Religious influences on Doctor Who

There's no doubt that Doctor Who is as much an English institution as fish and chips and inclement weather. Its influence has reflected on many generations, but what has influenced Doctor Who? Like James Bond it needs to conform to certain strict criteria. There can be next to no character progression, except perhaps to recall and learn from past events. The Doctor's reaction to new and even hazardous situations is childlike wonder or, on occasion, religious reverence.

Ah, now there's something... Passive religion has had a profound, though referred, effect on the programme's history. Let's begin with Time Lord society, which appears to be based heavily on ceremony. Elaborate robes, hierarchically divided according to school-house-like chapters and designations, along with regalia and an air of serene superiority are surely connections to the church. Having discovered a manner in which to traverse time, they now see themselves as lords over it. They have strict laws of time and a policy of non-intervention in the affairs of other societies, which could be said to be a Godlike wisdom of allowing people to learn from their own mistakes (though they think nothing of unleashing the odd bolt of lightening: removing someone from existence itself, forcibly regenerating the Doctor, or even the attempted termination of him to save themselves).

The Black Scrolls and The Ancient Law of Gallifrey contain "forbidden knowledge" of the dark times; forbidden because no society wants to remember its failures. So they exist as a reminder to only the elite, like the downbeat sections of The Bible which seek to investigate the dark side of the human psyche. In fact, it was rumoured at one time that an earlier form of what became known as The Bible existed in the Vatican. It was said to conflict drastically with the later writings and contain such horrific events that it was not fit for the world, religious or otherwise, to behold. Everyone likes to be frightened, say the experts; it's good for the soul. The horror element is an integral part of the Doctor Who mythos, but like all monsters they are only original reflections of the legends of ancient cultures and perhaps one of the oldest horror books of all (whether it be truth or fiction), Revelations, from The New Testament.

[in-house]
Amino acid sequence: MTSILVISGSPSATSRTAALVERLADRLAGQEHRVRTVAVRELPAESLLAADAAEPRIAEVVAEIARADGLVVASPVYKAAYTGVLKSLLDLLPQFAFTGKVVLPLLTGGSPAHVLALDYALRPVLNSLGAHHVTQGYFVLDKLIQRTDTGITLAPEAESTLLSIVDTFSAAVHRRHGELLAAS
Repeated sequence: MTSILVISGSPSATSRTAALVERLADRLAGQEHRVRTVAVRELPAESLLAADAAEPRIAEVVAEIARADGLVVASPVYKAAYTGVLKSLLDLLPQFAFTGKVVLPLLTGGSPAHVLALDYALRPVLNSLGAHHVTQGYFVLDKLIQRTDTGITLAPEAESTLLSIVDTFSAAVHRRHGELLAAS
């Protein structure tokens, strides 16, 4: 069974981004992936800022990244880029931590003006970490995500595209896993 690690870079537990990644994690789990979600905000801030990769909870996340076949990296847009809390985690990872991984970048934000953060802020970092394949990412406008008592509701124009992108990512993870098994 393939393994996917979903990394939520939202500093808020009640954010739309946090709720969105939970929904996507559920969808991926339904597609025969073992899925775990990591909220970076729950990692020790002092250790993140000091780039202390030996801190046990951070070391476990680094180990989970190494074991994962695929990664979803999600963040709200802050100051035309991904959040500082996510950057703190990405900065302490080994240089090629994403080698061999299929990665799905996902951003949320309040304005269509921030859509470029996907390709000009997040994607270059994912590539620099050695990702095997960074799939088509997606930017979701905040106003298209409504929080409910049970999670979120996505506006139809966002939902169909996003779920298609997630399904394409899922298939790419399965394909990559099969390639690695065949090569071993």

Aside from the Doctor, there are a few other so-called renegade Time Lords. One such example is the Monk, played by Peter Butterworth in two William Hartnell stories, The Time Meddler and The Daleks' Masterplan. As the character's motives are far from religious it can only be assumed the robes were worn to enable him to more readily infiltrate and manipulate the peoples of religious societies. His robes of false-office allow him to come and go, unchallenged, from an empty monastery. Such is the church's status in this time-line that he is actively aided by the locals.

Before the backdrop of Time Lord society had been established on screen, the War Chief was seen as a reckless, argumentative antithesis of the official Time Lords themselves, who serenely acted as self-appointed judge, jury and executioner, even though they were said to have that non- intervention policy. If a classroom full of obedient zombies has one individual who is prepared to question what is being taught, then is that student viewed as being a disruptive influence or an original thinker? Clearly, we are steered towards believing the former of the War Chief - for good reason - and the latter for the Doctor, although they are somewhat similar in their unorthodox methods and treated as such by the self-important Time Lords. It's indicative of the power the church once commanded, even to the detriment of royalty, and the influence from the past it retains to a lesser extent today.